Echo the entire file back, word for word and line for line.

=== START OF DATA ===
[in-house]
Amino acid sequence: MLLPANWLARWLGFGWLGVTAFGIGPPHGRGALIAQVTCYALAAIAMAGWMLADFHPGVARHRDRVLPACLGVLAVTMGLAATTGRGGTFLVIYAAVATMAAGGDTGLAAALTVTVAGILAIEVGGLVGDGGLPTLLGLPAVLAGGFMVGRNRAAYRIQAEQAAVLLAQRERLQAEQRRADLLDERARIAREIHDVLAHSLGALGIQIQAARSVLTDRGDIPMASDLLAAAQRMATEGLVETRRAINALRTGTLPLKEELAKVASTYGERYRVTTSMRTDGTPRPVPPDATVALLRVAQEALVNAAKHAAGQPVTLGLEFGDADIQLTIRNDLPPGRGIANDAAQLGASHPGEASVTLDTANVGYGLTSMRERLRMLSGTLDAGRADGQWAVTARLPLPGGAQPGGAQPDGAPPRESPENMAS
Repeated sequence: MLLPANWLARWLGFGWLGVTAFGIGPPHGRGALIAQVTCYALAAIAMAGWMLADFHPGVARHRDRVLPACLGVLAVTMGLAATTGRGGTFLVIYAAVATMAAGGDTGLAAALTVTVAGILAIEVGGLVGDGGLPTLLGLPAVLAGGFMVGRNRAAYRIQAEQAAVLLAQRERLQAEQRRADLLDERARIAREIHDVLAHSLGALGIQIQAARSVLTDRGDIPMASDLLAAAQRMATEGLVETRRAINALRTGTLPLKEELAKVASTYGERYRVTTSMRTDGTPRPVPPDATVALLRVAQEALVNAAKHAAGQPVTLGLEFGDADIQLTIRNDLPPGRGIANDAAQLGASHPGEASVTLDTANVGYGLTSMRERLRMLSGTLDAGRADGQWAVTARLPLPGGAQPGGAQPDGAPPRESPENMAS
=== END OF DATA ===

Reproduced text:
[in-house]
Amino acid sequence: MLLPANWLARWLGFGWLGVTAFGIGPPHGRGALIAQVTCYALAAIAMAGWMLADFHPGVARHRDRVLPACLGVLAVTMGLAATTGRGGTFLVIYAAVATMAAGGDTGLAAALTVTVAGILAIEVGGLVGDGGLPTLLGLPAVLAGGFMVGRNRAAYRIQAEQAAVLLAQRERLQAEQRRADLLDERARIAREIHDVLAHSLGALGIQIQAARSVLTDRGDIPMASDLLAAAQRMATEGLVETRRAINALRTGTLPLKEELAKVASTYGERYRVTTSMRTDGTPRPVPPDATVALLRVAQEALVNAAKHAAGQPVTLGLEFGDADIQLTIRNDLPPGRGIANDAAQLGASHPGEASVTLDTANVGYGLTSMRERLRMLSGTLDAGRADGQWAVTARLPLPGGAQPGGAQPDGAPPRESPENMAS
Repeated sequence: MLLPANWLARWLGFGWLGVTAFGIGPPHGRGALIAQVTCYALAAIAMAGWMLADFHPGVARHRDRVLPACLGVLAVTMGLAATTGRGGTFLVIYAAVATMAAGGDTGLAAALTVTVAGILAIEVGGLVGDGGLPTLLGLPAVLAGGFMVGRNRAAYRIQAEQAAVLLAQRERLQAEQRRADLLDERARIAREIHDVLAHSLGALGIQIQAARSVLTDRGDIPMASDLLAAAQRMATEGLVETRRAINALRTGTLPLKEELAKVASTYGERYRVTTSMRTDGTPRPVPPDATVALLRVAQEALVNAAKHAAGQPVTLGLEFGDADIQLTIRNDLPPGRGIANDAAQLGASHPGEASVTLDTANVGYGLTSMRERLRMLSGTLDAGRADGQWAVTARLPLPGGAQPGGAQPDGAPPRESPENMAS